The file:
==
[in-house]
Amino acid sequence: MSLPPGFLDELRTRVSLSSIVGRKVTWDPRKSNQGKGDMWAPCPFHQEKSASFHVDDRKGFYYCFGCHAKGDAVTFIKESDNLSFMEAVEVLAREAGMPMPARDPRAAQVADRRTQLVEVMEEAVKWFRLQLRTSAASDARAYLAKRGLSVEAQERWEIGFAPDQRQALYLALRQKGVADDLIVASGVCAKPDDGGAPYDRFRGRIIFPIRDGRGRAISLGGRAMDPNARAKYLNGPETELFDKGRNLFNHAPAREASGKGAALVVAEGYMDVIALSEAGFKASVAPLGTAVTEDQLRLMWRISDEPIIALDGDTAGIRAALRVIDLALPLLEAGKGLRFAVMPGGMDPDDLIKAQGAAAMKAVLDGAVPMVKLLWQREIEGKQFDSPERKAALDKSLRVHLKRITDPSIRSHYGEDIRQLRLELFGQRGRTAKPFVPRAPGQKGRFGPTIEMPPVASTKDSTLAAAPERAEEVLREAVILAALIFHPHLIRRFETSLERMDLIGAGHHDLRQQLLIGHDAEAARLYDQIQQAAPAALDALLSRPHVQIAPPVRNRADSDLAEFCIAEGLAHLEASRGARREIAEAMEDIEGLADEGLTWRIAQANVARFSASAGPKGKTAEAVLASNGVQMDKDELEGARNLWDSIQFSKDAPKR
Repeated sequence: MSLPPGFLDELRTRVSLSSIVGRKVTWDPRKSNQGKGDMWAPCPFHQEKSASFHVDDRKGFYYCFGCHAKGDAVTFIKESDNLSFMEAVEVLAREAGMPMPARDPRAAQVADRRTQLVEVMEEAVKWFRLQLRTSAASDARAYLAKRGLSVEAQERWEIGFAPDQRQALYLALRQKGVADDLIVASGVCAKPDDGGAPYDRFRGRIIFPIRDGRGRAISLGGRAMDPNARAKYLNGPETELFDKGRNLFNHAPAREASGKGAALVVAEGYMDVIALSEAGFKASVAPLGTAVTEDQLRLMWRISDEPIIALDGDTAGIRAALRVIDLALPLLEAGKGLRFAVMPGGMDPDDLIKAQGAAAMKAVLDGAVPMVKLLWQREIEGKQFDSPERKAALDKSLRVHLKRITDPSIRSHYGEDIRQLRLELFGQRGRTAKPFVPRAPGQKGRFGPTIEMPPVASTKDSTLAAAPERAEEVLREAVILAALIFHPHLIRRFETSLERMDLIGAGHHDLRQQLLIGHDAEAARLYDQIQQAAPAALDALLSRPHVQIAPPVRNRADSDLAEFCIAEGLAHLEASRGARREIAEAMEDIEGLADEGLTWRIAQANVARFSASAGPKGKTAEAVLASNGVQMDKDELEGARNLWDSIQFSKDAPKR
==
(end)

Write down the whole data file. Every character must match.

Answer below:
[in-house]
Amino acid sequence: MSLPPGFLDELRTRVSLSSIVGRKVTWDPRKSNQGKGDMWAPCPFHQEKSASFHVDDRKGFYYCFGCHAKGDAVTFIKESDNLSFMEAVEVLAREAGMPMPARDPRAAQVADRRTQLVEVMEEAVKWFRLQLRTSAASDARAYLAKRGLSVEAQERWEIGFAPDQRQALYLALRQKGVADDLIVASGVCAKPDDGGAPYDRFRGRIIFPIRDGRGRAISLGGRAMDPNARAKYLNGPETELFDKGRNLFNHAPAREASGKGAALVVAEGYMDVIALSEAGFKASVAPLGTAVTEDQLRLMWRISDEPIIALDGDTAGIRAALRVIDLALPLLEAGKGLRFAVMPGGMDPDDLIKAQGAAAMKAVLDGAVPMVKLLWQREIEGKQFDSPERKAALDKSLRVHLKRITDPSIRSHYGEDIRQLRLELFGQRGRTAKPFVPRAPGQKGRFGPTIEMPPVASTKDSTLAAAPERAEEVLREAVILAALIFHPHLIRRFETSLERMDLIGAGHHDLRQQLLIGHDAEAARLYDQIQQAAPAALDALLSRPHVQIAPPVRNRADSDLAEFCIAEGLAHLEASRGARREIAEAMEDIEGLADEGLTWRIAQANVARFSASAGPKGKTAEAVLASNGVQMDKDELEGARNLWDSIQFSKDAPKR
Repeated sequence: MSLPPGFLDELRTRVSLSSIVGRKVTWDPRKSNQGKGDMWAPCPFHQEKSASFHVDDRKGFYYCFGCHAKGDAVTFIKESDNLSFMEAVEVLAREAGMPMPARDPRAAQVADRRTQLVEVMEEAVKWFRLQLRTSAASDARAYLAKRGLSVEAQERWEIGFAPDQRQALYLALRQKGVADDLIVASGVCAKPDDGGAPYDRFRGRIIFPIRDGRGRAISLGGRAMDPNARAKYLNGPETELFDKGRNLFNHAPAREASGKGAALVVAEGYMDVIALSEAGFKASVAPLGTAVTEDQLRLMWRISDEPIIALDGDTAGIRAALRVIDLALPLLEAGKGLRFAVMPGGMDPDDLIKAQGAAAMKAVLDGAVPMVKLLWQREIEGKQFDSPERKAALDKSLRVHLKRITDPSIRSHYGEDIRQLRLELFGQRGRTAKPFVPRAPGQKGRFGPTIEMPPVASTKDSTLAAAPERAEEVLREAVILAALIFHPHLIRRFETSLERMDLIGAGHHDLRQQLLIGHDAEAARLYDQIQQAAPAALDALLSRPHVQIAPPVRNRADSDLAEFCIAEGLAHLEASRGARREIAEAMEDIEGLADEGLTWRIAQANVARFSASAGPKGKTAEAVLASNGVQMDKDELEGARNLWDSIQFSKDAPKR